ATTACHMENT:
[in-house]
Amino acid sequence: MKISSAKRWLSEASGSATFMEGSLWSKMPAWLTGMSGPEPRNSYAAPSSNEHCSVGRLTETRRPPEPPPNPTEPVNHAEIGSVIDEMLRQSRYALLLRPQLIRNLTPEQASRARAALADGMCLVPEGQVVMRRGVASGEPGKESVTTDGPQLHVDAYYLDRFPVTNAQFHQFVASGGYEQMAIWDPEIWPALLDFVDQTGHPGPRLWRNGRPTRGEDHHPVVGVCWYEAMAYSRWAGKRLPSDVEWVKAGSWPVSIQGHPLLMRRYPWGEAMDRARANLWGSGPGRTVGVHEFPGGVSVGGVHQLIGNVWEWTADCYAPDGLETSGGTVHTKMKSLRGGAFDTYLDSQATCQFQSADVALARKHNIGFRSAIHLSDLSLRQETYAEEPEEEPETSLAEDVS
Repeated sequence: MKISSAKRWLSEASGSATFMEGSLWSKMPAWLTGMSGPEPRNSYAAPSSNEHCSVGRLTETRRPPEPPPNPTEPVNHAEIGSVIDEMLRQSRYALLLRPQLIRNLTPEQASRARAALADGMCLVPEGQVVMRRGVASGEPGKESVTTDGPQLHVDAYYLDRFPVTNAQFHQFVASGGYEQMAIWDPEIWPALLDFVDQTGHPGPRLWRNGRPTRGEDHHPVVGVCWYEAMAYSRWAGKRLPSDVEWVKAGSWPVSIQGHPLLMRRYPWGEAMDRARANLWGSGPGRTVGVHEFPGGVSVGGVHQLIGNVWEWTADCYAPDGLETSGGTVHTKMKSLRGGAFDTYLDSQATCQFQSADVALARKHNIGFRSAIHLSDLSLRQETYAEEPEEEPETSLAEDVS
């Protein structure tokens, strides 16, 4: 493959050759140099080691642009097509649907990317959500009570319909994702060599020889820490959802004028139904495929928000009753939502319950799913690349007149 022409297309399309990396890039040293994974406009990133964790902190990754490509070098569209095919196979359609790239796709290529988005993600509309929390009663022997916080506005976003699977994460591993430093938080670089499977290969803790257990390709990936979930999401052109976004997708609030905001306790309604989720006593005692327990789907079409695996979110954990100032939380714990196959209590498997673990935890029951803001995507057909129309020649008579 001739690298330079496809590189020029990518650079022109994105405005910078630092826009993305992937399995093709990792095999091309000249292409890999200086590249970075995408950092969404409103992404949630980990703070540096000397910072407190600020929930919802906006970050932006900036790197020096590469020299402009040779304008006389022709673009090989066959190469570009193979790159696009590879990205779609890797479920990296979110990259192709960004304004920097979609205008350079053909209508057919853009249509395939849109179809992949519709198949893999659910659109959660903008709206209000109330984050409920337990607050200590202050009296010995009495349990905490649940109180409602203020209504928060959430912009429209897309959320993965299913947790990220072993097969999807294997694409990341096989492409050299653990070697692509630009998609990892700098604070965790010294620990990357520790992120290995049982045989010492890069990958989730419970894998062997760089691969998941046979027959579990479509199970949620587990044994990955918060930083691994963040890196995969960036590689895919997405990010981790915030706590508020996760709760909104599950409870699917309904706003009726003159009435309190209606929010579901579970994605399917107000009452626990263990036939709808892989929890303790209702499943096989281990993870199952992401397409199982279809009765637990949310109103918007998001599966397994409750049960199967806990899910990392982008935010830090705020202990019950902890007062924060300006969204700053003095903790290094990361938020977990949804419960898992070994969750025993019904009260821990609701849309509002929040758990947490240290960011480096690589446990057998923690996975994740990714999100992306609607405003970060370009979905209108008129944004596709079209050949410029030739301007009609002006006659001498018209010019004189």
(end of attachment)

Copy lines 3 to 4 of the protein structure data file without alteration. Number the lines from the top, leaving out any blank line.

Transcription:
Repeated sequence: MKISSAKRWLSEASGSATFMEGSLWSKMPAWLTGMSGPEPRNSYAAPSSNEHCSVGRLTETRRPPEPPPNPTEPVNHAEIGSVIDEMLRQSRYALLLRPQLIRNLTPEQASRARAALADGMCLVPEGQVVMRRGVASGEPGKESVTTDGPQLHVDAYYLDRFPVTNAQFHQFVASGGYEQMAIWDPEIWPALLDFVDQTGHPGPRLWRNGRPTRGEDHHPVVGVCWYEAMAYSRWAGKRLPSDVEWVKAGSWPVSIQGHPLLMRRYPWGEAMDRARANLWGSGPGRTVGVHEFPGGVSVGGVHQLIGNVWEWTADCYAPDGLETSGGTVHTKMKSLRGGAFDTYLDSQATCQFQSADVALARKHNIGFRSAIHLSDLSLRQETYAEEPEEEPETSLAEDVS
């Protein structure tokens, strides 16, 4: 493959050759140099080691642009097509649907990317959500009570319909994702060599020889820490959802004028139904495929928000009753939502319950799913690349007149 022409297309399309990396890039040293994974406009990133964790902190990754490509070098569209095919196979359609790239796709290529988005993600509309929390009663022997916080506005976003699977994460591993430093938080670089499977290969803790257990390709990936979930999401052109976004997708609030905001306790309604989720006593005692327990789907079409695996979110954990100032939380714990196959209590498997673990935890029951803001995507057909129309020649008579 001739690298330079496809590189020029990518650079022109994105405005910078630092826009993305992937399995093709990792095999091309000249292409890999200086590249970075995408950092969404409103992404949630980990703070540096000397910072407190600020929930919802906006970050932006900036790197020096590469020299402009040779304008006389022709673009090989066959190469570009193979790159696009590879990205779609890797479920990296979110990259192709960004304004920097979609205008350079053909209508057919853009249509395939849109179809992949519709198949893999659910659109959660903008709206209000109330984050409920337990607050200590202050009296010995009495349990905490649940109180409602203020209504928060959430912009429209897309959320993965299913947790990220072993097969999807294997694409990341096989492409050299653990070697692509630009998609990892700098604070965790010294620990990357520790992120290995049982045989010492890069990958989730419970894998062997760089691969998941046979027959579990479509199970949620587990044994990955918060930083691994963040890196995969960036590689895919997405990010981790915030706590508020996760709760909104599950409870699917309904706003009726003159009435309190209606929010579901579970994605399917107000009452626990263990036939709808892989929890303790209702499943096989281990993870199952992401397409199982279809009765637990949310109103918007998001599966397994409750049960199967806990899910990392982008935010830090705020202990019950902890007062924060300006969204700053003095903790290094990361938020977990949804419960898992070994969750025993019904009260821990609701849309509002929040758990947490240290960011480096690589446990057998923690996975994740990714999100992306609607405003970060370009979905209108008129944004596709079209050949410029030739301007009609002006006659001498018209010019004189």